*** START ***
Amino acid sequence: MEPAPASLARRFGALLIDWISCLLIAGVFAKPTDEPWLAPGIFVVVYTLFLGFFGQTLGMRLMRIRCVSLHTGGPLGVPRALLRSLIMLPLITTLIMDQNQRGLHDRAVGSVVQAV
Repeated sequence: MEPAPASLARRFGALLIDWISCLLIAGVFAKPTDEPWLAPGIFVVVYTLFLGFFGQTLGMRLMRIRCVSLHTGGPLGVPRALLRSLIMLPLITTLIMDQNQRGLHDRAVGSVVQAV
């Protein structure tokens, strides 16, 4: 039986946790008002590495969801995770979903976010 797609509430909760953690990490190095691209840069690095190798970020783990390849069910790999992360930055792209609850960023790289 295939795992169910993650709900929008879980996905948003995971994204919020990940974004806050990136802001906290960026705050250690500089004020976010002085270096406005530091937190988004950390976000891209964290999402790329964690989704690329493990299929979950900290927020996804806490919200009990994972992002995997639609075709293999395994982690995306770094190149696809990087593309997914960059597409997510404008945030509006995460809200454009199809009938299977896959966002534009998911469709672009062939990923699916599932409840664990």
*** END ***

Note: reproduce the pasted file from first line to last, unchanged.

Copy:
Amino acid sequence: MEPAPASLARRFGALLIDWISCLLIAGVFAKPTDEPWLAPGIFVVVYTLFLGFFGQTLGMRLMRIRCVSLHTGGPLGVPRALLRSLIMLPLITTLIMDQNQRGLHDRAVGSVVQAV
Repeated sequence: MEPAPASLARRFGALLIDWISCLLIAGVFAKPTDEPWLAPGIFVVVYTLFLGFFGQTLGMRLMRIRCVSLHTGGPLGVPRALLRSLIMLPLITTLIMDQNQRGLHDRAVGSVVQAV
């Protein structure tokens, strides 16, 4: 039986946790008002590495969801995770979903976010 797609509430909760953690990490190095691209840069690095190798970020783990390849069910790999992360930055792209609850960023790289 295939795992169910993650709900929008879980996905948003995971994204919020990940974004806050990136802001906290960026705050250690500089004020976010002085270096406005530091937190988004950390976000891209964290999402790329964690989704690329493990299929979950900290927020996804806490919200009990994972992002995997639609075709293999395994982690995306770094190149696809990087593309997914960059597409997510404008945030509006995460809200454009199809009938299977896959966002534009998911469709672009062939990923699916599932409840664990």